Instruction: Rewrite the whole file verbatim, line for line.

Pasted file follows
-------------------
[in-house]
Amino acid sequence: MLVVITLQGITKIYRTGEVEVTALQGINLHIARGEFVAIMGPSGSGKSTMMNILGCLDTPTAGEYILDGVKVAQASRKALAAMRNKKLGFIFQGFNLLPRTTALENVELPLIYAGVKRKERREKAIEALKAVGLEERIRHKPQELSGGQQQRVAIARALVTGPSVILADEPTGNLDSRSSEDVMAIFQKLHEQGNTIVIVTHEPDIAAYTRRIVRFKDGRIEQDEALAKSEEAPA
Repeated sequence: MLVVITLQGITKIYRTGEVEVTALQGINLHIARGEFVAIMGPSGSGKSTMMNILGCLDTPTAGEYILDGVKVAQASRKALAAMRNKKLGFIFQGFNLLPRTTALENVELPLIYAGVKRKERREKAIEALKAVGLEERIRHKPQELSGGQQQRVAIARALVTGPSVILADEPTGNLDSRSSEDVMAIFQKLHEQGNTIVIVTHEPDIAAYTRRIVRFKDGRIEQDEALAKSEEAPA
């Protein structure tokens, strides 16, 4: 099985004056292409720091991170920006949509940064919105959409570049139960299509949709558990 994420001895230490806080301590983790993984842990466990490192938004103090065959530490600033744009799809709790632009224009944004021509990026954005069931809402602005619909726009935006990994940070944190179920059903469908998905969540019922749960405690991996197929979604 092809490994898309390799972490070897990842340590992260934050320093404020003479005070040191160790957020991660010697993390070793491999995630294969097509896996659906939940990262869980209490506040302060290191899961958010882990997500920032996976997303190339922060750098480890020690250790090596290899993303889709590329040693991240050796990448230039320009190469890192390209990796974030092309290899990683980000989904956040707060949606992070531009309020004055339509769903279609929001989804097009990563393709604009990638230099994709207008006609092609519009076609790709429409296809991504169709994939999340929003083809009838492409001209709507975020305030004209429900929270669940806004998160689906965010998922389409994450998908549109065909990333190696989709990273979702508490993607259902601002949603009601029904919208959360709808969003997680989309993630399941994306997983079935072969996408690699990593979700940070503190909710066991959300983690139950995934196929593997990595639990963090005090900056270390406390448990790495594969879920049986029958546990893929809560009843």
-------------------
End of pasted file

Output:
[in-house]
Amino acid sequence: MLVVITLQGITKIYRTGEVEVTALQGINLHIARGEFVAIMGPSGSGKSTMMNILGCLDTPTAGEYILDGVKVAQASRKALAAMRNKKLGFIFQGFNLLPRTTALENVELPLIYAGVKRKERREKAIEALKAVGLEERIRHKPQELSGGQQQRVAIARALVTGPSVILADEPTGNLDSRSSEDVMAIFQKLHEQGNTIVIVTHEPDIAAYTRRIVRFKDGRIEQDEALAKSEEAPA
Repeated sequence: MLVVITLQGITKIYRTGEVEVTALQGINLHIARGEFVAIMGPSGSGKSTMMNILGCLDTPTAGEYILDGVKVAQASRKALAAMRNKKLGFIFQGFNLLPRTTALENVELPLIYAGVKRKERREKAIEALKAVGLEERIRHKPQELSGGQQQRVAIARALVTGPSVILADEPTGNLDSRSSEDVMAIFQKLHEQGNTIVIVTHEPDIAAYTRRIVRFKDGRIEQDEALAKSEEAPA
């Protein structure tokens, strides 16, 4: 099985004056292409720091991170920006949509940064919105959409570049139960299509949709558990 994420001895230490806080301590983790993984842990466990490192938004103090065959530490600033744009799809709790632009224009944004021509990026954005069931809402602005619909726009935006990994940070944190179920059903469908998905969540019922749960405690991996197929979604 092809490994898309390799972490070897990842340590992260934050320093404020003479005070040191160790957020991660010697993390070793491999995630294969097509896996659906939940990262869980209490506040302060290191899961958010882990997500920032996976997303190339922060750098480890020690250790090596290899993303889709590329040693991240050796990448230039320009190469890192390209990796974030092309290899990683980000989904956040707060949606992070531009309020004055339509769903279609929001989804097009990563393709604009990638230099994709207008006609092609519009076609790709429409296809991504169709994939999340929003083809009838492409001209709507975020305030004209429900929270669940806004998160689906965010998922389409994450998908549109065909990333190696989709990273979702508490993607259902601002949603009601029904919208959360709808969003997680989309993630399941994306997983079935072969996408690699990593979700940070503190909710066991959300983690139950995934196929593997990595639990963090005090900056270390406390448990790495594969879920049986029958546990893929809560009843």